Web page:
Who died? The murder of collaterals related to intimate partner conflict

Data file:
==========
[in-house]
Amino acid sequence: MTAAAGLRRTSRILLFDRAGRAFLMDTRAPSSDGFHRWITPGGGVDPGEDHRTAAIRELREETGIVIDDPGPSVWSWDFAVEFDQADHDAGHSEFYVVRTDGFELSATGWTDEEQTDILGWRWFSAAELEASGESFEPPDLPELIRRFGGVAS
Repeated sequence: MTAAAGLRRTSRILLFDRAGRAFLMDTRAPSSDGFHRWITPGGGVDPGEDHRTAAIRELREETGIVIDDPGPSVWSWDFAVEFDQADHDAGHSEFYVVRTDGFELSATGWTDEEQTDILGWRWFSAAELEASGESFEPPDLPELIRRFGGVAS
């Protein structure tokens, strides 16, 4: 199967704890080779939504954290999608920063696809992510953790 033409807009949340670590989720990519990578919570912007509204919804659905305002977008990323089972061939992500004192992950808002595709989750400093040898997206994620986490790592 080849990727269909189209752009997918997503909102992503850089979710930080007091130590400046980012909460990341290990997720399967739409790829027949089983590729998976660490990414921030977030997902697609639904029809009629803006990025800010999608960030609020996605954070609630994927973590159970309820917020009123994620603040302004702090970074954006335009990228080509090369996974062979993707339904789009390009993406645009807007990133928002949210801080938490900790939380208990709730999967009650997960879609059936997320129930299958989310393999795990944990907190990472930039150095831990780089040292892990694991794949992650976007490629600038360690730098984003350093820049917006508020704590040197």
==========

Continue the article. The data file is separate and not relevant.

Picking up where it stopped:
Over recent years it has seemed far more common to read news headlines about collateral murders associated with intimate partner conflict, particularly a saddening trend of males killing their children and then committing suicide following partner conflict. Using data from the Murder in Britain Study, the authors of this paper focus on collateral murders including children, allies, and new partners. The research focuses on these three types of Intimate Partner Conflict Murders (IPCMs) and compare them to cases in which only the intimate partner was murdered. Qualitative data provide a characterization of the three types of collaterals, and quantitative data are used to compare characteristics of perpetrators. Unlike the other two collateral types, most of the child murders involved previous violence to the victim. In many cases the dynamics of child murder involved notions of sexual jealousy as the perpetrator targeted for violent abuse and eventually killed the child of a previous partner of the woman. The study suggests that for intimate partner murders as well as the collateral murder of allies and new partners, separation or threat of separation was often associated with a dynamic process in which the man “changed the project” from one oftrying to cajole or force his partner to remain/return to him to one directed at revenge, punishment, and annihilation for not doing so. Various disciplinary approaches are reflected in the research design, data collection, findings, and conclusions. The results have important implications for research, policy, and practice.